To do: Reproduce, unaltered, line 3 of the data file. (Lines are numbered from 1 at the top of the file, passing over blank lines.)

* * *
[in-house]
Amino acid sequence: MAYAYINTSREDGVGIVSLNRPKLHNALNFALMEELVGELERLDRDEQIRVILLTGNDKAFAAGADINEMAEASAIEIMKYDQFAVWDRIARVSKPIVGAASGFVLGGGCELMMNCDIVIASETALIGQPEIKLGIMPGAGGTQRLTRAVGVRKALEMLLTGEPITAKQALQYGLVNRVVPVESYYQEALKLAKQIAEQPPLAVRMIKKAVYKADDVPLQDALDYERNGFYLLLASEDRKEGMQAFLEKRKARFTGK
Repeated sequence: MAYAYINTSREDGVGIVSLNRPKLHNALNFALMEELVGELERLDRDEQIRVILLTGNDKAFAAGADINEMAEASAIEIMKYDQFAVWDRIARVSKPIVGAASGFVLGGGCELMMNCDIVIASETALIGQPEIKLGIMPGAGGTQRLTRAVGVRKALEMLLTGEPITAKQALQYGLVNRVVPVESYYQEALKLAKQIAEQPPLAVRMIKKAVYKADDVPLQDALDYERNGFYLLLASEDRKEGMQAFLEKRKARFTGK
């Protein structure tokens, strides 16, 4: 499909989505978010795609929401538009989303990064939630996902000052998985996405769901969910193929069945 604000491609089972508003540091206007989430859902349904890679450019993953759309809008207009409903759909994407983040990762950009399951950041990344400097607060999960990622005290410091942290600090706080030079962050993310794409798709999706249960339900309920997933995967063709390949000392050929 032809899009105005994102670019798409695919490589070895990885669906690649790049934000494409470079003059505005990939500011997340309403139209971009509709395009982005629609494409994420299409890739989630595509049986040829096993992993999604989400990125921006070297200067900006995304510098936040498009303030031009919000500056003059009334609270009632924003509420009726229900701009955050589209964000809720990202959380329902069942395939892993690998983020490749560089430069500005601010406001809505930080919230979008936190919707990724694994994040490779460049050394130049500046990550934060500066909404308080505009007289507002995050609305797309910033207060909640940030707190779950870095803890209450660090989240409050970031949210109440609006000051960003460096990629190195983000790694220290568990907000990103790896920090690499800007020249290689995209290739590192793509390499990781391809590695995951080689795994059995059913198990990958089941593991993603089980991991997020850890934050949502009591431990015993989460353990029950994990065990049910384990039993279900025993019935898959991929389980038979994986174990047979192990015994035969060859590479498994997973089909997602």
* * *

Repeated sequence: MAYAYINTSREDGVGIVSLNRPKLHNALNFALMEELVGELERLDRDEQIRVILLTGNDKAFAAGADINEMAEASAIEIMKYDQFAVWDRIARVSKPIVGAASGFVLGGGCELMMNCDIVIASETALIGQPEIKLGIMPGAGGTQRLTRAVGVRKALEMLLTGEPITAKQALQYGLVNRVVPVESYYQEALKLAKQIAEQPPLAVRMIKKAVYKADDVPLQDALDYERNGFYLLLASEDRKEGMQAFLEKRKARFTGK